People love stories. Telling and listening to stories is a fundamental part of the human experience. Great narrative isn’t only engaging, but motivates cooperation and fosters empathy—exactly what your client workshops should achieve. That’s why you should structure your design kickoff meetings like stories.
So, we invited Caris Hurd and Todd Nienkerk from Four Kitchens to give us an InVision DesignTalk about using the classic 3-act structure to develop a meaningful, human narrative to engage clients and stakeholders at kickoffs and ensure project success.
Watch their full talk below, or read on for our short recap.
Use your imagination
Todd began the presentation with a taste of Four Kitchens’s methodology by having us imagine this scenario: A friend bursts into your house and tells you that you have to grab 2 things and come with him. You can pick just about anything—your laptop, a knife, a rope, sentimental objects, anything. However, you have no idea where you’re going, and your friend says there’s no time to explain.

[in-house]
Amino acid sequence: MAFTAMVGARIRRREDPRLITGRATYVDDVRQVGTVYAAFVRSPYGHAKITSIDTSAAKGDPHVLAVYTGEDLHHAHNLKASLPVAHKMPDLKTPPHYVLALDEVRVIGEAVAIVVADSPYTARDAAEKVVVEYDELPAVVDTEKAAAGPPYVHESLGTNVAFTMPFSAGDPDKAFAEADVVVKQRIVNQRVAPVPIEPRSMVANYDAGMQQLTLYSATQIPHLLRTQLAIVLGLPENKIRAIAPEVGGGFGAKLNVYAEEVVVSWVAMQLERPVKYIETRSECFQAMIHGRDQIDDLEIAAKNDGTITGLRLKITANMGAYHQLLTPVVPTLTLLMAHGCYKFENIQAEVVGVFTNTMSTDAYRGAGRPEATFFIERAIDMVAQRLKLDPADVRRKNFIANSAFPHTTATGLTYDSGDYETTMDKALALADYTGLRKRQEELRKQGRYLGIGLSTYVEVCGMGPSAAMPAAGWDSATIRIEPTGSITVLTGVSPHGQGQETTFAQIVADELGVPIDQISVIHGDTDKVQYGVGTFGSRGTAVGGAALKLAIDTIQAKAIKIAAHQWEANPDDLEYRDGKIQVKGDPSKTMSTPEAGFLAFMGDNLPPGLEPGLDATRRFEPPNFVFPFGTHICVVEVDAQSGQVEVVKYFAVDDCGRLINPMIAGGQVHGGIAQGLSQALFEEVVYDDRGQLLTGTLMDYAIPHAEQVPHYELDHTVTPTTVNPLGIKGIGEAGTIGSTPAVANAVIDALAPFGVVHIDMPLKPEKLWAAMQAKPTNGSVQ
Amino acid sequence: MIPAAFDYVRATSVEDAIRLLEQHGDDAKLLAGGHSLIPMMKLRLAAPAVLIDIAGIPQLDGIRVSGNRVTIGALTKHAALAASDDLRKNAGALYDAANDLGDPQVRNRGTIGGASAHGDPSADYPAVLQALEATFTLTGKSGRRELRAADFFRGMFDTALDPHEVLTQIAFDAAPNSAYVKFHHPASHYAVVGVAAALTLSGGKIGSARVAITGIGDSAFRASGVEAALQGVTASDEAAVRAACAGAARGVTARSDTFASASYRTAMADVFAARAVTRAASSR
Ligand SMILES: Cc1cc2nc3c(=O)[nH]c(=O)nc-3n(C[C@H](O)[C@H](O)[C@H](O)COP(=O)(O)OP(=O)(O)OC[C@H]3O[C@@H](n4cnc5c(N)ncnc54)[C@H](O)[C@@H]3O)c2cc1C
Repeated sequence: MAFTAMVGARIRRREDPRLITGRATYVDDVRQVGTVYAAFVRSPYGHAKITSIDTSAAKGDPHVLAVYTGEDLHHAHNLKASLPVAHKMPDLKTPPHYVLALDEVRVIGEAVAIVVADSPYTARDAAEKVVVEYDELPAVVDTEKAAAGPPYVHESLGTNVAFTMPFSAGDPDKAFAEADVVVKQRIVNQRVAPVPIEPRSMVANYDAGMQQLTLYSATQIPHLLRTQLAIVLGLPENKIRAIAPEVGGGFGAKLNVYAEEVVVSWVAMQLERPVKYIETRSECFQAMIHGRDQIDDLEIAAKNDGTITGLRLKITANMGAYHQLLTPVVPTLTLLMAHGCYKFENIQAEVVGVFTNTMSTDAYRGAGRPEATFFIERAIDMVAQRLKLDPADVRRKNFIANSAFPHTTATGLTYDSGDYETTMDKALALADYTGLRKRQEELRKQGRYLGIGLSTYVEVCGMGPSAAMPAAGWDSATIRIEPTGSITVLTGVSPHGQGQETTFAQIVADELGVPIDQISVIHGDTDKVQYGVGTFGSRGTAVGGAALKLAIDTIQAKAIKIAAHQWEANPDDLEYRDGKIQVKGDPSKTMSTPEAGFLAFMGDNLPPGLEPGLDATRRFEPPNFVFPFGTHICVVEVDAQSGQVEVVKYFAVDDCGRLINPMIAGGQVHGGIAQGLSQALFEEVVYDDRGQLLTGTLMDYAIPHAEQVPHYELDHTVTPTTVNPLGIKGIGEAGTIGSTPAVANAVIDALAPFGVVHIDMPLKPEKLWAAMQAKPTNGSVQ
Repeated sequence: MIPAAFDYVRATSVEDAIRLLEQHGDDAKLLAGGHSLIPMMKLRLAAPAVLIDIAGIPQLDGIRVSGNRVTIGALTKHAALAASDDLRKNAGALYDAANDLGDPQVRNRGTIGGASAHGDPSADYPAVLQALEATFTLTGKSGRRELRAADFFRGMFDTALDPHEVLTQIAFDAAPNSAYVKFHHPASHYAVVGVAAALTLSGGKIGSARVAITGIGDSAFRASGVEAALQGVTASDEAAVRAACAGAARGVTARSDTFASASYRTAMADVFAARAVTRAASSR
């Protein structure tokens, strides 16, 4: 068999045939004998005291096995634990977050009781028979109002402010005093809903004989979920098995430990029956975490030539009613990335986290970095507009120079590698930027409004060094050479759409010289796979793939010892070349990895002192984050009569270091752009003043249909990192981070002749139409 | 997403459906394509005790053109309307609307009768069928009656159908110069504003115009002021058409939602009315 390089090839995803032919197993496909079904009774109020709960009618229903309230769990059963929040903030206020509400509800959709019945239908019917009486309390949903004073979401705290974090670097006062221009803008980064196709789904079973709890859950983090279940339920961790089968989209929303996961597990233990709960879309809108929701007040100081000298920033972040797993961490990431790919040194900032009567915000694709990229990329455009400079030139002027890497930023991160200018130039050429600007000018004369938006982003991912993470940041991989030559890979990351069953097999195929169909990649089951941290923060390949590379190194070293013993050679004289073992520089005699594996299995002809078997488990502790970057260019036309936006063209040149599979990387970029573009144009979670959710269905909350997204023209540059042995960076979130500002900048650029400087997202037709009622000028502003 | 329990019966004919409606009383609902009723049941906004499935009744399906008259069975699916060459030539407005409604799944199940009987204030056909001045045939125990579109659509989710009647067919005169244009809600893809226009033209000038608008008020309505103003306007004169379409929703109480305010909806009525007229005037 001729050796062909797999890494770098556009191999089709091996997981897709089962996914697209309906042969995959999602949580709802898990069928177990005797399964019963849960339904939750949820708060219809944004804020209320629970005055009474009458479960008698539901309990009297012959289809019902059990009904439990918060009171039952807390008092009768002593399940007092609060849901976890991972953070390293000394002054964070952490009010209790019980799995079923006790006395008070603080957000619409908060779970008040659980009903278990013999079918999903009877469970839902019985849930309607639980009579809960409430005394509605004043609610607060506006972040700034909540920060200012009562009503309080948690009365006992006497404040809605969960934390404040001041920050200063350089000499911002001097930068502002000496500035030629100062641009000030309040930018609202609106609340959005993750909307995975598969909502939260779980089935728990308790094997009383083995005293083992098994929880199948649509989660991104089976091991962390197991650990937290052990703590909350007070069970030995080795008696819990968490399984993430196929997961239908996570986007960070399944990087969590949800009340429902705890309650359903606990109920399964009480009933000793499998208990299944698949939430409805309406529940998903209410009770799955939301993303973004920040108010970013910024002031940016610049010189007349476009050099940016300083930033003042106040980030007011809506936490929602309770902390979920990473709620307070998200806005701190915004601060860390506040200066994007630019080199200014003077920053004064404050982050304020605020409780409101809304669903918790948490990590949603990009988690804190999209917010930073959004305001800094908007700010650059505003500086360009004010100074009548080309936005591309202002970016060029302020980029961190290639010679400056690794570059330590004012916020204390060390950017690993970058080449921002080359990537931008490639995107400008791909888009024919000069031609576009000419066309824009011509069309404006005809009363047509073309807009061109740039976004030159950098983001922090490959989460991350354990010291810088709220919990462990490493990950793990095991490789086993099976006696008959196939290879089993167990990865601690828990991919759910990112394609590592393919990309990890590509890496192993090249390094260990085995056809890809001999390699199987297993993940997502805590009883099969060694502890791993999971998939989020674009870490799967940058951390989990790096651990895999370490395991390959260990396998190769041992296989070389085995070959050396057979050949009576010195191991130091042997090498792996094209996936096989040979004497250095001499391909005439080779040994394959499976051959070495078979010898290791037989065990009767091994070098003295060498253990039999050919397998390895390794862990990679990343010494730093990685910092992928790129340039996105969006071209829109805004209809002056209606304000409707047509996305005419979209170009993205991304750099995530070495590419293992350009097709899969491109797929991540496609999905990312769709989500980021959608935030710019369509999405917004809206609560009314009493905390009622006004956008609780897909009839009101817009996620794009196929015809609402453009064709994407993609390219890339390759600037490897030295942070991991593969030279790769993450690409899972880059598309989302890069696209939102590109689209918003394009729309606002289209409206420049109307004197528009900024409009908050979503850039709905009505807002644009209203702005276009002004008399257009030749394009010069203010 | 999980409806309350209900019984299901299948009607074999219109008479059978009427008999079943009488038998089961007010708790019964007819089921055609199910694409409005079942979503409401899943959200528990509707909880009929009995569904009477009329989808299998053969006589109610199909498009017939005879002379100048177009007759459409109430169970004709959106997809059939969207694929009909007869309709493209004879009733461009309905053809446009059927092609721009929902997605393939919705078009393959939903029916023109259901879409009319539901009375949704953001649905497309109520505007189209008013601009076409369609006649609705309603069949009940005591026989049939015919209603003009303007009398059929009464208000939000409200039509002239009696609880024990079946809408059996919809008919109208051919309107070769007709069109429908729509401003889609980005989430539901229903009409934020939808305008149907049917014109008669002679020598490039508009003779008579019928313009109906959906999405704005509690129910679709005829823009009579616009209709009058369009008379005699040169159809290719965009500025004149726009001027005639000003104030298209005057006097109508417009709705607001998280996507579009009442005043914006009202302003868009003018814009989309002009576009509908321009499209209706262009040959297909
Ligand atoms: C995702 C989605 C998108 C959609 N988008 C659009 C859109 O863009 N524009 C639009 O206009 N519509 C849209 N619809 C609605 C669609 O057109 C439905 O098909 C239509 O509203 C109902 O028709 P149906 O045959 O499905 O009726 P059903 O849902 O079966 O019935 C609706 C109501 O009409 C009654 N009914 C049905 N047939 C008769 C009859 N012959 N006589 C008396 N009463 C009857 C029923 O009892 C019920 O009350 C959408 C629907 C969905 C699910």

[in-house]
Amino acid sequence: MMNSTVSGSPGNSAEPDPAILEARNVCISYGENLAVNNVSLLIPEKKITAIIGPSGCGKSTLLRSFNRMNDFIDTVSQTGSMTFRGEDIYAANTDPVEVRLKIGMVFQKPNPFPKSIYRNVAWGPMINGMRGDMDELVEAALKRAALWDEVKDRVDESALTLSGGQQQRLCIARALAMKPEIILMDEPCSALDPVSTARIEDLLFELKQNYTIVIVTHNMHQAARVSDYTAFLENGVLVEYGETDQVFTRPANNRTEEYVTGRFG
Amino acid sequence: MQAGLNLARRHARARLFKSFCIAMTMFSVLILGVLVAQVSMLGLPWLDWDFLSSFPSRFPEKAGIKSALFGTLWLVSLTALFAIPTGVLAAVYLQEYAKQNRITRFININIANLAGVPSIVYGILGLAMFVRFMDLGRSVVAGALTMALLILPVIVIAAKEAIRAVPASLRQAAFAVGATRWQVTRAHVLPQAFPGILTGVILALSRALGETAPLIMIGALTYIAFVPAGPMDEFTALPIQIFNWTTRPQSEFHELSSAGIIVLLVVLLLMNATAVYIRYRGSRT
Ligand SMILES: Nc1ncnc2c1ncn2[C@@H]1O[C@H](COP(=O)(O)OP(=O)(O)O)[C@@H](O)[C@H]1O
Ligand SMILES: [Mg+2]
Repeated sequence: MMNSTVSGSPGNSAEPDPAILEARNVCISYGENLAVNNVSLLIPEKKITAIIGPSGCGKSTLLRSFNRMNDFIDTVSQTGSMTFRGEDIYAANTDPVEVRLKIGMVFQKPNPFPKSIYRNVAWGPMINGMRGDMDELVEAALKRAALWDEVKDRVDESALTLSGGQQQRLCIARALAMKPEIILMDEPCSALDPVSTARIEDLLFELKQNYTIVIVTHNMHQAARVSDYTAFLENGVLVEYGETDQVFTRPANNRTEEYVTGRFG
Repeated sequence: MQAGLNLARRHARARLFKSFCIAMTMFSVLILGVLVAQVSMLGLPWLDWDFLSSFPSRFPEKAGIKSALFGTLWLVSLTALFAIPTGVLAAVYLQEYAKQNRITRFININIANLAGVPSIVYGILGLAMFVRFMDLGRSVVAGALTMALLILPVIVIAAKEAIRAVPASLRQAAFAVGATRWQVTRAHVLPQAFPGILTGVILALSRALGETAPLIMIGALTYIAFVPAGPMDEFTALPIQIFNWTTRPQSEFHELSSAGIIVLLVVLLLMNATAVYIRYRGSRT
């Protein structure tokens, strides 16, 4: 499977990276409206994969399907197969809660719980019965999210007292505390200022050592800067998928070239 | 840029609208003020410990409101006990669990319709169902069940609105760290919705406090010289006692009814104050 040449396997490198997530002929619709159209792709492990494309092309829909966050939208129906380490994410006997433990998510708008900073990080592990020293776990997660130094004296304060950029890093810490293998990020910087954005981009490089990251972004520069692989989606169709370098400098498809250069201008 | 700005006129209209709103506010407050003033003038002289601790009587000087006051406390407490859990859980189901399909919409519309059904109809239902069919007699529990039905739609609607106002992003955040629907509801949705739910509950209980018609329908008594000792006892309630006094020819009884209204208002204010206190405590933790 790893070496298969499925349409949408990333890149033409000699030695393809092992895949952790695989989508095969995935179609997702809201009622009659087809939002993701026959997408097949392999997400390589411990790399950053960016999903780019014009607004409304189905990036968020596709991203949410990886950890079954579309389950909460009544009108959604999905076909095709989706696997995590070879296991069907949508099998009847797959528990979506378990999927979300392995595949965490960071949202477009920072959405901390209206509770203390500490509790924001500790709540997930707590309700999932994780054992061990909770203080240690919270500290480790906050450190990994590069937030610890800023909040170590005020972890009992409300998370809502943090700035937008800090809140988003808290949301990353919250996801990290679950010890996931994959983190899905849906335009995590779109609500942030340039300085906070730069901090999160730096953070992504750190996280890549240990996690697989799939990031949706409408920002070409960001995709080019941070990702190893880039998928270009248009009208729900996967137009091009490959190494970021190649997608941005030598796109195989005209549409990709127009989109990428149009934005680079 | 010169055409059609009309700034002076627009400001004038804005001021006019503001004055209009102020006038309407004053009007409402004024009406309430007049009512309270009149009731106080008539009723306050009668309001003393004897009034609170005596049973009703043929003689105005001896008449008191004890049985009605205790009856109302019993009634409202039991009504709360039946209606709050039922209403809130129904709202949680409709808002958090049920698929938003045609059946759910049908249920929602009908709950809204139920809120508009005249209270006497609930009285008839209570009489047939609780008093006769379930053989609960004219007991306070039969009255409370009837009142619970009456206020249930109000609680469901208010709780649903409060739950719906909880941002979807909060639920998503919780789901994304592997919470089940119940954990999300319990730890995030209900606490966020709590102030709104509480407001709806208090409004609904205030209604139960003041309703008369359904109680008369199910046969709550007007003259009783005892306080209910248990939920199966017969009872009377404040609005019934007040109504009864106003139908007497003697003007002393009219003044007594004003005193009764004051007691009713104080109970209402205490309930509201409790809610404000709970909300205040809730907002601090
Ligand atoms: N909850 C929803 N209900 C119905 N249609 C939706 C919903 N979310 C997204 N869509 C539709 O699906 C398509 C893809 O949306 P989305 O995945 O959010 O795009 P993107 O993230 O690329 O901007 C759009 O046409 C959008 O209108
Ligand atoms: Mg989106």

A few hours later, you find yourself on a desert island. Todd asked, “Would you change what you decided to bring?”
Most people would—and that’s because you have a deeper understanding of the situation.
“To understand what we should do, we have to understand why we’re doing it.”
This imagination game serves 2 purposes:
- It gets attendees actively participating, talking, and laughing first thing in a workshop and sets the stage for collaboration
- It also introduces the concept of the “why,” and how the “why” affects the goals of a project. In this game, the missing “why” is where you’re going. The “what” is what you bring with you. To understand what we should do, we have to understand why we’re doing it.
Todd and Caris recommend structuring your workshop like 3 acts in a play. They outlined specific exercises and tools that you can try out in each one of the 3 acts.
- Act 1: Setup and scene setting
- Act 2: Confrontation
- Act 3: Resolution
To learn more about the 3-act structure Four Kitchens uses in their workshops and what makes a good—and bad—workshop, I encourage you to watch the video above!